We all know the saying, ‘April showers bring May flowers’, but with this week’s forecast in mind, all this April rain will bring forth another fascinating natural event; high water levels.
When coupled with the Spring run-off, April hosts some of the season’s best views of our beloved waterways. While our true to the word ‘waterfalls’ are limited, many of our favourite scenes take on new life in the Spring. What was once a non-descript trickling creek, is now a fast-flowing spectacle.
Declaration of emergency and provincewide stay-at-home order
As COVID-19covid 19 cases continue to rise at an alarming rate, a declaration of emergency and provincewide stay-at-home order are in effect as of Thursday, April 8, at 12:01 a.m.
For details regarding provincial restrictions, please visit Ontario.ca. In addition to restrictions outlined by the province, Dr. Piotr Oglaza, Medical Officer of Health and CEO at HPEPH, has implemented a Class 22 Order. Please follow the guidelines. This blog post is intended for locals’ inspiration only.
Six Waterways Worth the Adventure
Egan Chutes Provincial Park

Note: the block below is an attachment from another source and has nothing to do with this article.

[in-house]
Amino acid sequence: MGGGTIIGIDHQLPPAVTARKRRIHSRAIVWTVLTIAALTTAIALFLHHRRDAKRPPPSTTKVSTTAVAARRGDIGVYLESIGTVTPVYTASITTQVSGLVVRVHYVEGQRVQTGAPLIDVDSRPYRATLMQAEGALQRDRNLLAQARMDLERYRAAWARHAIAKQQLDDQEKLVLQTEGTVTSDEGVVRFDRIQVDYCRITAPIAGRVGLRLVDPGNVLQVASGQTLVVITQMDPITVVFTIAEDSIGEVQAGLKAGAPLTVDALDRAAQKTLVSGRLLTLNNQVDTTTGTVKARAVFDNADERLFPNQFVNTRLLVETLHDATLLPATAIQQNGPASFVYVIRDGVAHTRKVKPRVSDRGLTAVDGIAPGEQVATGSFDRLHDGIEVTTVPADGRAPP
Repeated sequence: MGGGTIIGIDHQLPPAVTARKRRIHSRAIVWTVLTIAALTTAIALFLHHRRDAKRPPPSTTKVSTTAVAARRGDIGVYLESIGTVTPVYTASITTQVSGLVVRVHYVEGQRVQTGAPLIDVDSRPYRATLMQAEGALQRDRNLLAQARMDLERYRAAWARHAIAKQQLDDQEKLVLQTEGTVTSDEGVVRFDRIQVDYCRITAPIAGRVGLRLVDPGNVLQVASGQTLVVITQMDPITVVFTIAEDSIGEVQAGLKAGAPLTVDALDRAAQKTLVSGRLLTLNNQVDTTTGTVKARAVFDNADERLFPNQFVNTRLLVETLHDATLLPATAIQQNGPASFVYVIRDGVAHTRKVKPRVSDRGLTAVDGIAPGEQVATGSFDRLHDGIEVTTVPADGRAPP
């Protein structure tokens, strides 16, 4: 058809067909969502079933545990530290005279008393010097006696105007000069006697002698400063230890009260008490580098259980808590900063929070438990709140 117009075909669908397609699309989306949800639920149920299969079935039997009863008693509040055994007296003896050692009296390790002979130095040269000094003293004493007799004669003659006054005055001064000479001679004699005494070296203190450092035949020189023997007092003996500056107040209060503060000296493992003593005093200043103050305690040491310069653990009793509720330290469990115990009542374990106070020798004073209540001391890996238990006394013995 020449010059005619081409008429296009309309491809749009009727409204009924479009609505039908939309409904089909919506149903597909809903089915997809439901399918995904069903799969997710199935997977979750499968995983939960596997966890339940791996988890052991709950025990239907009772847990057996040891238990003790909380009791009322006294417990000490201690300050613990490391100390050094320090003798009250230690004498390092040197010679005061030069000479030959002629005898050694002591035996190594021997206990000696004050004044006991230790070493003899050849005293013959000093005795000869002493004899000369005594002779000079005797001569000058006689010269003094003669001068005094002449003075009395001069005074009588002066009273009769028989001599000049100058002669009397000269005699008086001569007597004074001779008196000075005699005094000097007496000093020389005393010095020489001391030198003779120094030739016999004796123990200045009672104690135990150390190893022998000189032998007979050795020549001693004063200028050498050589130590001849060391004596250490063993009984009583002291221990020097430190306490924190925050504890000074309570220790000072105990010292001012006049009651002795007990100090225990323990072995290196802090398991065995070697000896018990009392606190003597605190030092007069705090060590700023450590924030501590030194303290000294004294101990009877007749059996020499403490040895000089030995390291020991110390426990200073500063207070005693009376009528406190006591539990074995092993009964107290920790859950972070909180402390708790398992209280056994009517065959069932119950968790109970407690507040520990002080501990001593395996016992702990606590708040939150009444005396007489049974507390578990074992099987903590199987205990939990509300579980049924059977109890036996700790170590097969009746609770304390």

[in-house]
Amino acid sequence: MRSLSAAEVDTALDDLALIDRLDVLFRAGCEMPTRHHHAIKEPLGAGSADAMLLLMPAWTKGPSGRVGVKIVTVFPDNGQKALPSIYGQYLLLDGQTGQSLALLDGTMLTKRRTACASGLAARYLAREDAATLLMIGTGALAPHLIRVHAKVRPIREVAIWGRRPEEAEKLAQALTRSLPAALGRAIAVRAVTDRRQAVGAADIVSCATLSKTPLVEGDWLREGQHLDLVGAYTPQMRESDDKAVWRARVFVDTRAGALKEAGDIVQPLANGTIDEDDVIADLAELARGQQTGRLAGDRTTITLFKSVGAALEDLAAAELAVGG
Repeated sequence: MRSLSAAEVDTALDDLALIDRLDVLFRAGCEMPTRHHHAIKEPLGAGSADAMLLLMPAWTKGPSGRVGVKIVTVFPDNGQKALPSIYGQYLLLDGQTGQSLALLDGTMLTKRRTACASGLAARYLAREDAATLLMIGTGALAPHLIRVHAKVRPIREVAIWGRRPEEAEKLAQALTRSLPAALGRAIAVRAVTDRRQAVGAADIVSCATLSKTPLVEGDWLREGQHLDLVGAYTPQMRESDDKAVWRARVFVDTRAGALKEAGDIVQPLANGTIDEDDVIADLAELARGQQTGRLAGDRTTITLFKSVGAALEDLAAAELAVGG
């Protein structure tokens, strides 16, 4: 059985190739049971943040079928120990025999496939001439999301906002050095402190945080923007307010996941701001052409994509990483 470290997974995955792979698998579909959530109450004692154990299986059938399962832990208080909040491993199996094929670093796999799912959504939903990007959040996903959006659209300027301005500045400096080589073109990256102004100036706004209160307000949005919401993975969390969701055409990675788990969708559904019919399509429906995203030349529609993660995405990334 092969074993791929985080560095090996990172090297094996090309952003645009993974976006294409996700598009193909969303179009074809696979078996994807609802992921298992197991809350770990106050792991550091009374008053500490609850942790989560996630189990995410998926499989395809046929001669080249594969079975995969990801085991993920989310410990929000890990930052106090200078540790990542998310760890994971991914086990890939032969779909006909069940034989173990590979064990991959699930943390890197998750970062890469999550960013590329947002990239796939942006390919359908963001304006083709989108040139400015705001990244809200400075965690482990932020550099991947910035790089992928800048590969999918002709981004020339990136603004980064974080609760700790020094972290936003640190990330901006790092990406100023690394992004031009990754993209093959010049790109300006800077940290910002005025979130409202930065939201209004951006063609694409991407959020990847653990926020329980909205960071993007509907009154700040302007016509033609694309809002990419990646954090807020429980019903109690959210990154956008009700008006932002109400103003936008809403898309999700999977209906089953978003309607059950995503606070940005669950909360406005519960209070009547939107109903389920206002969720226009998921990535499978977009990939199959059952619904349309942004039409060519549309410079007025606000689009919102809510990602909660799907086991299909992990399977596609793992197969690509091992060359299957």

This non-operational provincial park along the York River is home to two sets of Falls, Egan Chutes and Farm Chute, both of which are exceptional in their own right year round. However, their demonstration of power and might is most noteworthy in Spring. In my humble opinion, the best view of Egan Chute is from the entrance on the Western side of the river. It’s easy to miss as there are no signs (it’s kind of an ‘if you know, you know’ situation). A short hike along the river will guide you to the Falls. Take your time and be cautious as the rocks can be very slippery.
The Gut Conservation Area
The Gut is a one-of-a-kind, natural wonder that again is scenic in any season. It gets its name from the large gorge, over 30 metres high, and the dynamic Crowe River that flows through it. Having visited in Spring, Summer and Fall, each time as beautiful as the last, there is nothing quite like the roar of the rushing water in April; it is awe inspiring. At some points along the trail, it’s almost difficult to hear your companion(s) talk, which, in today’s world, offers a rare opportunity to disconnect and simply sit quietly, melding into your surroundings.
Callaghan Rapids Conservation Area
Switching it up a little, these falls are lovely for their width, not height. There are two cascading falls that stretch right across the Crowe River creating a spectacular view. From the parking lot, the easily navigable (I’d even go so far as to call is accessible) trail leads to the first set of falls. However, the second set are the most visually appealing. They can be found by continuing along the path less travelled through the old cedar woods. The soft moss-covered ground, carpeted with ferns and burnt orange cedar droppings makes for a really beautiful walk. Watch your step though. The ground opens up into cavernous gaps in the Canadian shield. The closer you get to the second cascade, the more frequent they become.